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rag joint

1010 Views 6 Replies 3 Participants Last post by  JIML82
hi i need a new rag joint and i dont know which one i need. i have manual steering and they have available is with lower flange type and non flange type. i do know that i have the flat spot key.
thanks in advance
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also forgot to note that it is a non tilt column.
also are there any benefits to using the poly rag joint?
This is the part number for a Corvette manual gear flexible coupling. It has the flange with a flat to attach to the gear. I am pretty sure that it is the correct flexible coupling for your A-car manual gear.

GM Part #7818568

It should still be available through GM dealers and from GM Parts Direct.

From what I can see from the various Corvette supplier catalogues, it appears that most of them are now selling the off-shore (say Chinese) copies of the Saginaw flexible coupling. Some have resulted in your steering wheel ending up upside down.

Ask if the rubber washer is steel screen-wire re-inforced b/c it will be a lot tougher!! Mine is like a steel-belted tire tread is how tough it is... Can't hardly bend it tough............

Just make sure and use your bench grinder to remove the little wires around it's outside b/c they are like little needles AND will GET-YOU!!

Ask me how I know..

Actually the screen that is molded into the face of the rubber disc is there for electrical continuity (so you can blow your horn.) The wire mesh really doesn't add any strength to the part. I was the engineering supervisor over the flexible coupling product line back in the 1970s. Laboratory durability tests did not show any increase in cycles during life testing.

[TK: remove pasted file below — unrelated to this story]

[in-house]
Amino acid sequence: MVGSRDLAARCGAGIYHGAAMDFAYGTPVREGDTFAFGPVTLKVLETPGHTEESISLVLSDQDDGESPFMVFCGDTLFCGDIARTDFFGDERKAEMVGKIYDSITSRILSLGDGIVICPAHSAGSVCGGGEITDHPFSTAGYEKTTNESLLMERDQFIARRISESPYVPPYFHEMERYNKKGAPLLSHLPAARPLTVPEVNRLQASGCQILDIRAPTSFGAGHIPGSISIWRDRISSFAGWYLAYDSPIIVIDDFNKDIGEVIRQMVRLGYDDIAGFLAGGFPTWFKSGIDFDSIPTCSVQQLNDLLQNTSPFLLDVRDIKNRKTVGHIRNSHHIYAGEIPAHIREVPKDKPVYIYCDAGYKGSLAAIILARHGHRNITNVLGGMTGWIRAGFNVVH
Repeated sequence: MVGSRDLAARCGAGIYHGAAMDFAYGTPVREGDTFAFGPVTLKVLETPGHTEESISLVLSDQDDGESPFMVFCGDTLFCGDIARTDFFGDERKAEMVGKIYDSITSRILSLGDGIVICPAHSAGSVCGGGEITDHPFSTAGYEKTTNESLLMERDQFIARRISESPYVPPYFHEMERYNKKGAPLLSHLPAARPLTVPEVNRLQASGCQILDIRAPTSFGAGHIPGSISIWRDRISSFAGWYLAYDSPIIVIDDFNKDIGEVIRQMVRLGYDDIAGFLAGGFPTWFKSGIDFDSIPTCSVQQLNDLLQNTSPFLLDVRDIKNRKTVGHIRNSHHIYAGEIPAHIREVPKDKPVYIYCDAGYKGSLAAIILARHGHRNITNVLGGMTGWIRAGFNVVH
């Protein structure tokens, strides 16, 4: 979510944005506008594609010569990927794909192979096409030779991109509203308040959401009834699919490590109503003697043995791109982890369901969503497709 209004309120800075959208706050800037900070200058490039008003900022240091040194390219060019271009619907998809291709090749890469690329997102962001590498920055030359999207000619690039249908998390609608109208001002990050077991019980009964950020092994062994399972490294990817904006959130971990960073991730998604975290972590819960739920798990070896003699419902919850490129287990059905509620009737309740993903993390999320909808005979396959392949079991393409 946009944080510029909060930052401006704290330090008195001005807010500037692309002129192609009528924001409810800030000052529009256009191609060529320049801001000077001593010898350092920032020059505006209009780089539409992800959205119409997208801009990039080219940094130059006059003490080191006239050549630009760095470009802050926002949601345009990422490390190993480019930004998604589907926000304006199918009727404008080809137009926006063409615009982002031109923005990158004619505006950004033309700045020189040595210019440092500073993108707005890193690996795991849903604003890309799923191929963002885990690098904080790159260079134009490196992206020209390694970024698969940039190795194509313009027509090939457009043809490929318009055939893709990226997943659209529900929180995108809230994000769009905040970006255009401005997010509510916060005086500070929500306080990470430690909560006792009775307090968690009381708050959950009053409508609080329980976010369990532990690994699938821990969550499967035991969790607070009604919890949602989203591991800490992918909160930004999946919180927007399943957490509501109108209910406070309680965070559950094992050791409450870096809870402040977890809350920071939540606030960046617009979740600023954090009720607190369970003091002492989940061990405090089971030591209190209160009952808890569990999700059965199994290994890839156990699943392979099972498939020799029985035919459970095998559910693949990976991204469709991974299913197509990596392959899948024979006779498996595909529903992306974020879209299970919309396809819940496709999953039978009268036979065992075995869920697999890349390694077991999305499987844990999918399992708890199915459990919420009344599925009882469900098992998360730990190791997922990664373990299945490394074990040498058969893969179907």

Sorry about those little wire ends that stick out from the disc. I got many pokes myself.


I honestly figure the aftermarket is using tempered 1050 or 1070 tire steel belt screen wire b/c mine's really tough to bend, not like the stock one it replaced at all.

I know how soft door screen wire is and it ain't like that.........

The aftermarket is probably using old tire carcasses. I actually had a guy call on me that wanted to supply discs from old tires. They are probably ground to 0.38 inch thick but they have that original tire curvature molded into them.

The parts that were purchased for our flexible couplings were molded in big sheets and then die cut. The cloth had to lie with the warp and (woof?) in the correct direction. We had discs with 4 layers (plys) of neoprene rubber and cotten cloth for power steering vehicles. We had discs with 7 layers of rubber and cloth for manual steer vehicles.

The 7 layer discs were much stiffer because both discs were 0.38 inch think. Therefore, the 7 layer parts had much less rubber and a lot more cloth. I really don't believe that the 7 layer discs were any more durable than the 4 layer discs.

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